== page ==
# Can the product of a $\sigma$-finite measure with a non-$\sigma$-finite one be a $\sigma$-finite measure?

EDIT: To avoid the situation described in Mason's comment, all the measures considered below are assumed to be non-zero.

Given two measurable spaces $$(X,\mathcal{A})$$ and $$(Y,\mathcal{B})$$, assume there is a $$\sigma$$-finite measure $$\pi\neq 0$$ be a $$\sigma$$-finite measure on $$(X\times Y,\mathcal{A}\times\mathcal{B})$$ such that $$\pi(A\times B)=\mu(A)\nu(B)$$ for all measurable sets $$A\in\mathcal{A}$$ and $$B \in\mathcal{B}$$, where $$\mu$$ is a $$\sigma$$-finite measure on $$(X,\mathcal{A})$$ and $$\nu$$ is a measure on $$(Y,\mathcal{B})$$. Can we conclude that $$\nu$$ is $$\sigma$$-finite too?

Stated differently, let $$(X,\mathcal{A},\mu)$$ be a $$\sigma$$-finite measure space (i.e., the measure $$\mu\neq 0$$ is $$\sigma$$-finite) and $$(Y,\mathcal{B},\nu)$$ be a non-$$\sigma$$-finite measure space (i.e., the measure $$\nu\neq 0$$ is not $$\sigma$$-finite). Is there a product measure $$\pi$$ on $$(X\times Y,\mathcal{A}\times\mathcal{B})$$ which is $$\sigma$$-finite?

• The answer to your first question is no: let $\mu = 0$. May 12, 2022 at 23:45
• @Mason of course, you are right! I should have specified I am excluding this case. I'll edit the question accordingly.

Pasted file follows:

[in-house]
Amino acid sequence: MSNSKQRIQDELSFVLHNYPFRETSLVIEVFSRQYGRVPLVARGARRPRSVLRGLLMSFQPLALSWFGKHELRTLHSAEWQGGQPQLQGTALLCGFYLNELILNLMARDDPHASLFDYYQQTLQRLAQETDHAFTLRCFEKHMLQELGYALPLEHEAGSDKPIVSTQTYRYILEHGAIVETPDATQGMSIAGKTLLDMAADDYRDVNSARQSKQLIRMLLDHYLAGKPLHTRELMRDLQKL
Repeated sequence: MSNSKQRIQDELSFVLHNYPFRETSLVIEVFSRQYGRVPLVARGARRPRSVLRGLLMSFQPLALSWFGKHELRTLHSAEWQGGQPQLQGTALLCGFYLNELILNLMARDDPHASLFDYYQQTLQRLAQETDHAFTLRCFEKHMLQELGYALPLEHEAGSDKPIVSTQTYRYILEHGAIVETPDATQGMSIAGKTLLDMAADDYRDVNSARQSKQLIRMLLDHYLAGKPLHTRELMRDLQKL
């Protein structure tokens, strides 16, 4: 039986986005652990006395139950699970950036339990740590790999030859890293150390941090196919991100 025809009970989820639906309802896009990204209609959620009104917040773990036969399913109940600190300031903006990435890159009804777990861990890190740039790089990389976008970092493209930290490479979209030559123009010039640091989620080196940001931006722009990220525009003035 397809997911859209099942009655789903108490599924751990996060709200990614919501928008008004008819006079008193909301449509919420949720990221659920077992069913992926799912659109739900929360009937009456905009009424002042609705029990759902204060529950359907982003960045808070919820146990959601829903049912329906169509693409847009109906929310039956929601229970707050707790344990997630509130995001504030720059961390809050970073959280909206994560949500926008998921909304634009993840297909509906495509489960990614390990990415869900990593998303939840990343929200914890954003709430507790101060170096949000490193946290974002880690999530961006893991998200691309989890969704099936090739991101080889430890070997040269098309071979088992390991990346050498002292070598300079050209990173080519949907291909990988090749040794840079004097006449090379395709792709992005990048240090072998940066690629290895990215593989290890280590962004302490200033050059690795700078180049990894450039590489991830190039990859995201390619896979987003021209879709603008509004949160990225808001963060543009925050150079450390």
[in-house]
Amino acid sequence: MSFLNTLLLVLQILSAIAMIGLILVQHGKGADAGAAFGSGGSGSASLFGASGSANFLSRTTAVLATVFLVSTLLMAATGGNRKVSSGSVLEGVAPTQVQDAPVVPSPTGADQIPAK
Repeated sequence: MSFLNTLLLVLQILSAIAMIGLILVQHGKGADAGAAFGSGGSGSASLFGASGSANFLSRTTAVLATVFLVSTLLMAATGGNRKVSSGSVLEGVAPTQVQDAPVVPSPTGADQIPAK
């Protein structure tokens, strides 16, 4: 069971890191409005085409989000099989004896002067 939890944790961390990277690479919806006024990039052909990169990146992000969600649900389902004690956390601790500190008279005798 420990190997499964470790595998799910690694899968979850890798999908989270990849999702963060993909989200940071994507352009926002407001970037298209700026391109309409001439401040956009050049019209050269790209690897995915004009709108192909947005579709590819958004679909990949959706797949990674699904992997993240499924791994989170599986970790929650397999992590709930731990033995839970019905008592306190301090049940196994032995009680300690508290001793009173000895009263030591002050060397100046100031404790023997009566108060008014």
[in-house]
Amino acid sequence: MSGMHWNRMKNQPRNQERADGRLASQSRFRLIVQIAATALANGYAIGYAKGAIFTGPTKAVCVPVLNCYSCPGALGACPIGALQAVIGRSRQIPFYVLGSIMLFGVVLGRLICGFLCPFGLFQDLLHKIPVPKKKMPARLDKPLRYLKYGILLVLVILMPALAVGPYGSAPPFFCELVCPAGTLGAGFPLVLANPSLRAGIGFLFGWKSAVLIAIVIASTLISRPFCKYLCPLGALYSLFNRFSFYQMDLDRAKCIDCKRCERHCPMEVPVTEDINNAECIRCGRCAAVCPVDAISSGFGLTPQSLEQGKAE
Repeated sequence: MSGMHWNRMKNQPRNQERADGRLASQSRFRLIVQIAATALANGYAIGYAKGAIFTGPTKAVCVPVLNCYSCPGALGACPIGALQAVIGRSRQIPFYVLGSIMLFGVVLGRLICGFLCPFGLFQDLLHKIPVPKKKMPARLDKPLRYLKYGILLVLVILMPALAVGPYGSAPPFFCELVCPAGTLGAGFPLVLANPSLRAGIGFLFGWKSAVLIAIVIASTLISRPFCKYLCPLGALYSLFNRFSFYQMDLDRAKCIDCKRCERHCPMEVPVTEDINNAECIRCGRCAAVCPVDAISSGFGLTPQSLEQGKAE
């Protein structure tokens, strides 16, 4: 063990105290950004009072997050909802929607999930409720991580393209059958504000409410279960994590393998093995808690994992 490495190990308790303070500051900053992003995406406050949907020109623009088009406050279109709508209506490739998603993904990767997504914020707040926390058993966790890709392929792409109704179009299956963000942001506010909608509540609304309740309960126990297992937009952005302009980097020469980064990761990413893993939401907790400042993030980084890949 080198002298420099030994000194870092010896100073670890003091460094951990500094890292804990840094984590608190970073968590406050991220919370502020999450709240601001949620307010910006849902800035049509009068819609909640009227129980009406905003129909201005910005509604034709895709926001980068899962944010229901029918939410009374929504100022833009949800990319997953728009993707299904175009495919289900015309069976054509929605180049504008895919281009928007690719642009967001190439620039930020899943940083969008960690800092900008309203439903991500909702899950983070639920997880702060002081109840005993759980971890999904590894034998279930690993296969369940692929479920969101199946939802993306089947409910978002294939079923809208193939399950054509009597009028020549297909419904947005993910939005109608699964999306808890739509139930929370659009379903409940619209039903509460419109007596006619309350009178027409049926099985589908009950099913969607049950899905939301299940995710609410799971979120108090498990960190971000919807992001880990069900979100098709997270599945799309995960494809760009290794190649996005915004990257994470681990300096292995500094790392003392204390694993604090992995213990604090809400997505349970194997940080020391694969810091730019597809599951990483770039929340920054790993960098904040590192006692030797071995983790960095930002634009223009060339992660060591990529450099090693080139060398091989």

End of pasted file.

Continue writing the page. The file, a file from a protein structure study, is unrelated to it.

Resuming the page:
– fmc2
May 13, 2022 at 6:26
• I think the construction in math.stackexchange.com/questions/70888/… shows that if $\nu$ is semifinite then it must be $\sigma$-finite. You'd think the non-semifinite case would be easier, but I can't come up with a proof. May 13, 2022 at 8:18
• @NateEldredge I gave a quick at the construction you pointed out but I did not see your point but this is mainly due to the fact that I am not very comfortable swimming in the sea of measure theory. I will keep thinking about it, and, perhaps, I will find the courage to consult Fremlin's book :-)
– fmc2
May 13, 2022 at 17:40

Partial answer: if $$\nu$$ is semifinite then it is $$\sigma$$-finite.

Following the setup of the first version of your statement, suppose that $$\pi$$ is $$\sigma$$-finite and satisfies $$\pi(A \times B) = \mu(A) \nu(B)$$ and that $$\nu$$ is semifinite. (We do not actually need the assumption that $$\mu$$ is $$\sigma$$-finite.) We show $$\nu$$ is $$\sigma$$-finite.